Women Out of World Cup Final Means Women Can’t Play Football, Apparently

Why is it that every time women make a mistake in sport it's stated that we just can't compete full stop?

I’ll start by admitting I don’t know a lot about football. Not that I don’t know a lot about women’s football, or men’s football – just the game in general. I’m really more into cycling, swimming, and for some reason speedway on TV.

However, I’m pretty passionate about equality in sport, so I feel qualified to discuss comments that women’s football is “boring” or in some way inferior to what is perceived to be the “real game.”

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Last night the England team played Japan in the World Cup semi-final. It was indeed the first time an adult England team had made the semi-finals since 1990, the days when Gary Lineker was still on the pitch instead of eating cheese and onion crisps on a park bench.

The team, called the Lionesses, seemed to be serving some cold, hard truth to commentators like Sports Illustrated’s Andy Benoit:

As it were, an own goal by defender Laura Bassett in stoppage time meant the team had their World Cup dreams taken from them.

Up until then, the score had been equal at 1-1, it looked like the game would be going to penalties. Then Bassett lunged against an attack from Japan and aimed to divert the ball, sending it to the goalpost, where it bounced off the crossbar and over the line.

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Understandably, Bassett was distraught. Think blocking your own sprinter in the final metres of the race, or worse, clipping her wheel and denying her, and your team, the win.

It’s well known that when footballers screw up, there’s often a bit of a backlash.

In a 2010 World Cup game against the USA, keeper Robert Green lost concentration and let an easy goal in. His mistake was called a “howler” and a “clanger” and he suffered an onslought from the press. 

When Paul Robinson scored an own goal against Croatia, it was reported: “This was the moment England’s Euro 2008 campaign descended into farce as goalkeeper Paul Robinson missed a simple back pass to concede an own goal”.

In both cases, fans were “distraught” and no doubt carried on that they would be able to do better. No one criticised football, or “men’s football” as a whole, however.

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All this personal attack on an individual player is not something any reasonable person would wish upon anyone.

However, the reporting and public opinion in the case of the women’s game was a world apart from what their male colleagues received.

The newspapers called it “cruel” and “heartbreaking” – but the public had other ideas.

Well, no, we imagine Bassett was mainly thinking about preventing the Japanese from scoring a goal, but ya know… same same…

For mobile readers: “Women are beautiful creatures and us men love to look and admire you in all your shapely glory. But good football players you are not. The physique and power just doesn’t relate. It’s like watching boys under 14’s.

A mistake by one player for some reason turns into an argument about the validity of women playing football at all, and by extension, women playing sport.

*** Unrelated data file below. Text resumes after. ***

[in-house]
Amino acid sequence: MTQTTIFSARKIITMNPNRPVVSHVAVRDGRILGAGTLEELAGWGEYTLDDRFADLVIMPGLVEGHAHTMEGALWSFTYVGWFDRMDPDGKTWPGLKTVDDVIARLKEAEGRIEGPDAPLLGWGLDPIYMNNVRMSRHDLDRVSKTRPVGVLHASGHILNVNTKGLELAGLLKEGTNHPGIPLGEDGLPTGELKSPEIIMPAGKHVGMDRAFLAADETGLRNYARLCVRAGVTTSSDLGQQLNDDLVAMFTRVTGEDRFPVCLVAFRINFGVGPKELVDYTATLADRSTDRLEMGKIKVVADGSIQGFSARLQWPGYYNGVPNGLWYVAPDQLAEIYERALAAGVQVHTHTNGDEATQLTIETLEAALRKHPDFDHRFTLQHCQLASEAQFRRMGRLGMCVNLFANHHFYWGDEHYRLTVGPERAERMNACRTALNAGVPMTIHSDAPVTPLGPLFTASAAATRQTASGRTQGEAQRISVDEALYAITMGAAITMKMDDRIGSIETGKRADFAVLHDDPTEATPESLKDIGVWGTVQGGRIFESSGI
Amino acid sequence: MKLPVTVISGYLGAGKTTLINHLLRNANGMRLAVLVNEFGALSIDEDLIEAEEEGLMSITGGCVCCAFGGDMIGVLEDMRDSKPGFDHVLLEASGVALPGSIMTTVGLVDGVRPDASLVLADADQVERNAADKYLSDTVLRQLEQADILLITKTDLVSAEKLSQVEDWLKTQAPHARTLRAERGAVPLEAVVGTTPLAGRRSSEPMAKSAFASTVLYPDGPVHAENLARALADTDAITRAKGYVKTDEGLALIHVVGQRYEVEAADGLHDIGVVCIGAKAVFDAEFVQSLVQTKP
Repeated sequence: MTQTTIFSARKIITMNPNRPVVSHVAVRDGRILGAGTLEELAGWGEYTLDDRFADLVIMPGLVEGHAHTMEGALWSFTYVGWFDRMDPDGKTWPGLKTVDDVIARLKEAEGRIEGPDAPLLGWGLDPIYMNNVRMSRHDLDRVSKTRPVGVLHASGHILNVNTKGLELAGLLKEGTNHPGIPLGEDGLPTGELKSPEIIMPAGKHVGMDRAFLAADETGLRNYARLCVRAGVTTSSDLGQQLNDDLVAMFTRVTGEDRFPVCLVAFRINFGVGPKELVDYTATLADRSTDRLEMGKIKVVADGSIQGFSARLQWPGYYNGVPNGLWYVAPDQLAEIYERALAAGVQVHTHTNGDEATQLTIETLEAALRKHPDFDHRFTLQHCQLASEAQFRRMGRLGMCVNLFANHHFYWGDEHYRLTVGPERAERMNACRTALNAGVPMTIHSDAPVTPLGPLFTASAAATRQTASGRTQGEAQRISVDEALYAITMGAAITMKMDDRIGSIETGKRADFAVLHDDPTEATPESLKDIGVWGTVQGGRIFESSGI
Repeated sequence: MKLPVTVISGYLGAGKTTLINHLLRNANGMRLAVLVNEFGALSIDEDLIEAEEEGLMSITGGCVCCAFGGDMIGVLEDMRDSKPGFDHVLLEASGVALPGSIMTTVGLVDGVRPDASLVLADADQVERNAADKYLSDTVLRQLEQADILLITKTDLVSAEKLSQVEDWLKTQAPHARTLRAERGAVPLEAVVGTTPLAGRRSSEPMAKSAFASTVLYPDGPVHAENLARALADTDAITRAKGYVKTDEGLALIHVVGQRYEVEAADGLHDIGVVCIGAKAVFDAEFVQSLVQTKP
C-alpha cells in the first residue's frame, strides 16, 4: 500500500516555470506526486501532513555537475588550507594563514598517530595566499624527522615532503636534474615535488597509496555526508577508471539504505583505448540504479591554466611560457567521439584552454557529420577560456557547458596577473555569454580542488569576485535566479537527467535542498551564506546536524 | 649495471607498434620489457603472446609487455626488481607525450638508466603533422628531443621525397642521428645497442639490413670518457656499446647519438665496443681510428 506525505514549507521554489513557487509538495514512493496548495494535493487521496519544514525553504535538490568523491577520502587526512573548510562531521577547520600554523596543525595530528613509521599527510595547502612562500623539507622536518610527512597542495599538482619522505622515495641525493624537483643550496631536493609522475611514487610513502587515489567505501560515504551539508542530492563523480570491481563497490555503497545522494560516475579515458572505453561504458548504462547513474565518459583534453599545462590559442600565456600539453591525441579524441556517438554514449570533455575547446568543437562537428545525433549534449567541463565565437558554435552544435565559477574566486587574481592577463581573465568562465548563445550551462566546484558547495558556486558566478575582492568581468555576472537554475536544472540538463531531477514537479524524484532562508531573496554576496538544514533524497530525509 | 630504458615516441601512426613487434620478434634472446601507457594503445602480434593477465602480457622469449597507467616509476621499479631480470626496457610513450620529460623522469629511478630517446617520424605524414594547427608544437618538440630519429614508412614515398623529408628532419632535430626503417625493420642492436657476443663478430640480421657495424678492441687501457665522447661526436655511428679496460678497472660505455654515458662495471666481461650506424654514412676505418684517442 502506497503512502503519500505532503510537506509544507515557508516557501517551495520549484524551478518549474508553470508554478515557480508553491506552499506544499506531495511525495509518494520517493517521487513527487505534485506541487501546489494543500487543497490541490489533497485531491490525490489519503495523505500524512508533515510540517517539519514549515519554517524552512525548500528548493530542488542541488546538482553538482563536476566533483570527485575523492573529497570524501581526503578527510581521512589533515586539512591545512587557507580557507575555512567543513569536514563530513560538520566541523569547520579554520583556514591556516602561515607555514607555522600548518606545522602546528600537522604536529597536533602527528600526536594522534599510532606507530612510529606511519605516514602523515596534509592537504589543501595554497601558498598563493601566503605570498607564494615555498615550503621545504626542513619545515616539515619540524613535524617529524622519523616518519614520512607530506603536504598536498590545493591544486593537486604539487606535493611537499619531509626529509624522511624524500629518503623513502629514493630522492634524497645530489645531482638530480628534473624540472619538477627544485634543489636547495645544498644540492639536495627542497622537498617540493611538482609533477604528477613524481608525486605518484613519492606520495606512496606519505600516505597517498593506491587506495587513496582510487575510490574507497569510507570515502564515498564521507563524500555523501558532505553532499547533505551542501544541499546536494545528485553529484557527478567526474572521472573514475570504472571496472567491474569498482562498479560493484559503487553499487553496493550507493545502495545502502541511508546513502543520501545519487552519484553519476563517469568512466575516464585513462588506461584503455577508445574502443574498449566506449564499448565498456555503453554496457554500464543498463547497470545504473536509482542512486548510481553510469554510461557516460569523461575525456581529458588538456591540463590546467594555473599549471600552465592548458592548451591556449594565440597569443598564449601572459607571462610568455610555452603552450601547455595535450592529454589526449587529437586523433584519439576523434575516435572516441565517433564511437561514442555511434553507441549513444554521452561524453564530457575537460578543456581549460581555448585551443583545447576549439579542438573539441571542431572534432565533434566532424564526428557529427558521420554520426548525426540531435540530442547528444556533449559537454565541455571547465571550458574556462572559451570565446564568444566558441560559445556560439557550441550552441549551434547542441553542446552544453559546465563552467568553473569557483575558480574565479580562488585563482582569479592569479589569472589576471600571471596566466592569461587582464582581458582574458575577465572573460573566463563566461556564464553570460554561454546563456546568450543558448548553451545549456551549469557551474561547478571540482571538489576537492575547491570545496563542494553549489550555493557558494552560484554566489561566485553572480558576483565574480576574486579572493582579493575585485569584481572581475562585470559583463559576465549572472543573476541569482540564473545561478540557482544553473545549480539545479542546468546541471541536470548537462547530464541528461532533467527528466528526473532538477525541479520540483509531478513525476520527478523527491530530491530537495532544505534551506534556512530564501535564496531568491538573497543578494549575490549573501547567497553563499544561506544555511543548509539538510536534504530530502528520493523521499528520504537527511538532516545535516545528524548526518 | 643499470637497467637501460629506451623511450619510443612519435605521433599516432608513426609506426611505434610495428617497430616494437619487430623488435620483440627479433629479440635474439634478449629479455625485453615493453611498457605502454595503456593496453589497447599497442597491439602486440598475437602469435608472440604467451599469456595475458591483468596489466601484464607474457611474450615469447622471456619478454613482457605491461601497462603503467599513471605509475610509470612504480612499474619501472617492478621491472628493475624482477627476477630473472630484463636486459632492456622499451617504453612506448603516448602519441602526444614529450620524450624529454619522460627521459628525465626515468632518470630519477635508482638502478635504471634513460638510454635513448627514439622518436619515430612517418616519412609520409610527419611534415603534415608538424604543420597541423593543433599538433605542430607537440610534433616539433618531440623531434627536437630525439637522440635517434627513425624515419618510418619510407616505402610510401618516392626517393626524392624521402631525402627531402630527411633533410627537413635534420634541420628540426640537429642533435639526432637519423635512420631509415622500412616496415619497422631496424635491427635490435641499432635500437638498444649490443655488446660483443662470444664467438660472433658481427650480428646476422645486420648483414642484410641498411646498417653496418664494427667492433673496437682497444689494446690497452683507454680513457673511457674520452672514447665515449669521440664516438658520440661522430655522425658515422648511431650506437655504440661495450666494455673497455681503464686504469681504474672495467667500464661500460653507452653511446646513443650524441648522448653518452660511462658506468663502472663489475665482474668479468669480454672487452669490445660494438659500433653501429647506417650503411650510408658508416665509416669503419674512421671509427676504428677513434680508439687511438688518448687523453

For mobile readers: “This is further entrenches my view that women are idiots. Football is a man’s game love, go back to your bake-off’s and your hot oil wrestling.

Taking it a step further, Mr UKIP Patriot feels the need to state the the accident makes women as a whole “idiots”.

These comments come from individuals, but sadly they’re not in the tiny minority that can be swept under the carpet.

Bringing the argument back round to cycling, when Lizzie Armitstead crashed following Stage One of the Women’s Tour, there were floods of well wishers  willing her return to full health.

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There were also some less sympathetic “fans” who chose to transpose her mistake onto all “wimin cyclists”:

By contrast, when Nairo Quintana crashed into the barrier at the Vuelta 2014 Time Trial, there was plenty of discussion over the cause, plenty of criticism of the rider – but interestingly, no criticism on men as a race and their ability to control bikes.

Women kicking balls make mistakes, women riding bikes make mistakes. Men kicking balls make mistakes, and men riding bikes make mistakes.

It’s tiresome that every time a woman is involved in a sporting error that mistake is used to bring into question the validity of women in sport full stop.

The immense support for the Lionesses and viewing figures show that interest is there. The fact the game even made headlines is a step forward. In cycling the huge crowds that gathered for the Aviva Women’s Tour tell us much the same story – but until we can stop turning every race or game into a discussion of the legitimacy of women in sport, we’re a long way off.

(And by the way, the Lionesses have yet to compete for third place, with a match against Germany. They’ve not won against the Germans in 20 games, but even if they fail, they’ll be fourth, and it was still 15 years ago that the men last came fourth. Not that that means that men in general can’t play football, because that would be a ridiculous statement…)


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